It is clear to me that some people think an agile approach means you can willy-nilly delete things in the process. This is also true for conventional project, but I do not think for the same reasons. For conventional projects, it seems time pressures cause elimination of certain functions or processes to keep the schedule. For agile, again no study but based on observed discussions, the elimination seems to be because there is no doctrine or perceived process that is required to be adhered. This means things can be arbitrarily altered or changed, or even eliminated. That is certainly true, but you must consider the consequences of not performing the activity (for example product demonstration)? From my perspective, there is a balance between adherence to a process (repeatable and baseline for learning ) and adapting to the circumstances.
What does this product demonstration do, can I eliminate it, and what will likely be the consequences?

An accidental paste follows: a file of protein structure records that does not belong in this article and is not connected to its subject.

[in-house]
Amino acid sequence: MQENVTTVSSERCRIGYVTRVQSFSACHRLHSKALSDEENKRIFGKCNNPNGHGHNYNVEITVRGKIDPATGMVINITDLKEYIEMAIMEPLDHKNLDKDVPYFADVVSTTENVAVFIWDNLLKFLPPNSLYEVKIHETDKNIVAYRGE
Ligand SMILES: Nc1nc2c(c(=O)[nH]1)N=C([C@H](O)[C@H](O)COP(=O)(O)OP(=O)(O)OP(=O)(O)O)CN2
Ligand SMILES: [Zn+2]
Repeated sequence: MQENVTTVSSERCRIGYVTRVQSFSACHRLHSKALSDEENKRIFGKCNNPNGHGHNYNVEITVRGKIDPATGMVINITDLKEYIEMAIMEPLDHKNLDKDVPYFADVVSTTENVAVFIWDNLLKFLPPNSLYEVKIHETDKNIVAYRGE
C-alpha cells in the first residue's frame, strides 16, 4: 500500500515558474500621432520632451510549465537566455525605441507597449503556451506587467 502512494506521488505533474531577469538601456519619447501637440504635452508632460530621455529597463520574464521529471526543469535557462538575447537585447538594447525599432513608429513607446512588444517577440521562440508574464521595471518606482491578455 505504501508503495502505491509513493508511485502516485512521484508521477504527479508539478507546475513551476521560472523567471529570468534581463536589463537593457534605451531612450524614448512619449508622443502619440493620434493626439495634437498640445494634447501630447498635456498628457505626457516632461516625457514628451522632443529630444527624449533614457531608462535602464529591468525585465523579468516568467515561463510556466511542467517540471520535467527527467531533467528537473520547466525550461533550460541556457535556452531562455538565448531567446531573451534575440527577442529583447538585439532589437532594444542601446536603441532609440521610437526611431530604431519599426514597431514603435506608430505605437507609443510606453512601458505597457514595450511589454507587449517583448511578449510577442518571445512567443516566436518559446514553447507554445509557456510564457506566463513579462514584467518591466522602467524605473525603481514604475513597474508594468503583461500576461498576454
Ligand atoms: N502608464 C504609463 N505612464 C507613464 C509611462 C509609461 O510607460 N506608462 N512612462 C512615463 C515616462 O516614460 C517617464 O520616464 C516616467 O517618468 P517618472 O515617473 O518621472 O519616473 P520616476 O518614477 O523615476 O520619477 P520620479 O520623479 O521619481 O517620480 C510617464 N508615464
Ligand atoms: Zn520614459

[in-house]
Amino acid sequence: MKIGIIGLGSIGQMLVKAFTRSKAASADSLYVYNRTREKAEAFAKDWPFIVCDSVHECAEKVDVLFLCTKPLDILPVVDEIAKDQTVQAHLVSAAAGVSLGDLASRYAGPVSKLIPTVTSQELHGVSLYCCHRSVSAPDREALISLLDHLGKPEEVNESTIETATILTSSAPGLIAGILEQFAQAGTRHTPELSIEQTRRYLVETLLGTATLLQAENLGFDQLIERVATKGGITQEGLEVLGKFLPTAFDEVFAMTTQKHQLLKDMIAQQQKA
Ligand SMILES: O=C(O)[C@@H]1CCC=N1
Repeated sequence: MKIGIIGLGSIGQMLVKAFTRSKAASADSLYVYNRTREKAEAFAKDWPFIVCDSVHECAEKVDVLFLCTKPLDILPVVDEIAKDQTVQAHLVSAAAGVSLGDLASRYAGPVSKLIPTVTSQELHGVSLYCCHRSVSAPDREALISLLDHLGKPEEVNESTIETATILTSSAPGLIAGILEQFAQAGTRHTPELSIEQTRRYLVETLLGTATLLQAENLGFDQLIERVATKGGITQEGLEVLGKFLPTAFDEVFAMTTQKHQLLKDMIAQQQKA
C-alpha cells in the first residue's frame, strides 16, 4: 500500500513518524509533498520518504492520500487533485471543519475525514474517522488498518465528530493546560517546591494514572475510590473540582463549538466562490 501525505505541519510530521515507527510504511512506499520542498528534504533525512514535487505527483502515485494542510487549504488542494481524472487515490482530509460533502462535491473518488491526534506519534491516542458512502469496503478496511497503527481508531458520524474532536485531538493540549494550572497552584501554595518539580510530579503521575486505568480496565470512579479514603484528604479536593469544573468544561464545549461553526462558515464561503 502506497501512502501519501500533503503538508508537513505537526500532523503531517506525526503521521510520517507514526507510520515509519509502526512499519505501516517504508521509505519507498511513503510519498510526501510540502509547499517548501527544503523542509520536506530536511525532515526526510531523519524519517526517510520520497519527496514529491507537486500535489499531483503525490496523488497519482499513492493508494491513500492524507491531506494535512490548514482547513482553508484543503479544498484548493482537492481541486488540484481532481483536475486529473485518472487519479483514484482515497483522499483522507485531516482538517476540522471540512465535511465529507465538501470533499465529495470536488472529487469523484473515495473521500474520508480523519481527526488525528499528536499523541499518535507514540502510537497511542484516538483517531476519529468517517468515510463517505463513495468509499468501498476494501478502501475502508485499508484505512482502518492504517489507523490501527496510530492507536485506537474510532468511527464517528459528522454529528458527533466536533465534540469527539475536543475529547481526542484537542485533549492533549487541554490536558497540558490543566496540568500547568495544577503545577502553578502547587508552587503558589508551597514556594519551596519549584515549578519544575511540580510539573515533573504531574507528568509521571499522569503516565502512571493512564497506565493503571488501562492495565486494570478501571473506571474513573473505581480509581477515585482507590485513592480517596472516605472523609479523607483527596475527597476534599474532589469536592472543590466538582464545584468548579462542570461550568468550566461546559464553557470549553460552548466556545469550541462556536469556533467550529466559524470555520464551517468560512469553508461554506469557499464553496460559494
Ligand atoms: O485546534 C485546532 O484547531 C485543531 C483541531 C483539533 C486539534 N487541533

For the record, I am not in favor of the above approach of eliminating the product demonstration. I cannot think of a scenario in which that would or could be the best approach, and believe the merits of performing are too high.
- confirm delivering the sprint objectives
- engage the product owner by evoking feedback on the design instantiation
- refine requirements for future work
- learn (brainstorm) more about the product with the product owner
- provide energy and a sense of progress and accomplishment
- demonstrate success
There are many ways for us to do the work and it is best to respond to the conditions on the ground. Understand the reasons for doing something, and if you do not know why some process is part of your project or product development process, think about what goal that process or step is designed to accomplish. Perhaps ask other team members. If you do not know why, that does not necessarily mean it should be deleted. To understand more about processes and associated costs, check out our book on reducing costs.Tags: agile, change management, process improvement, project management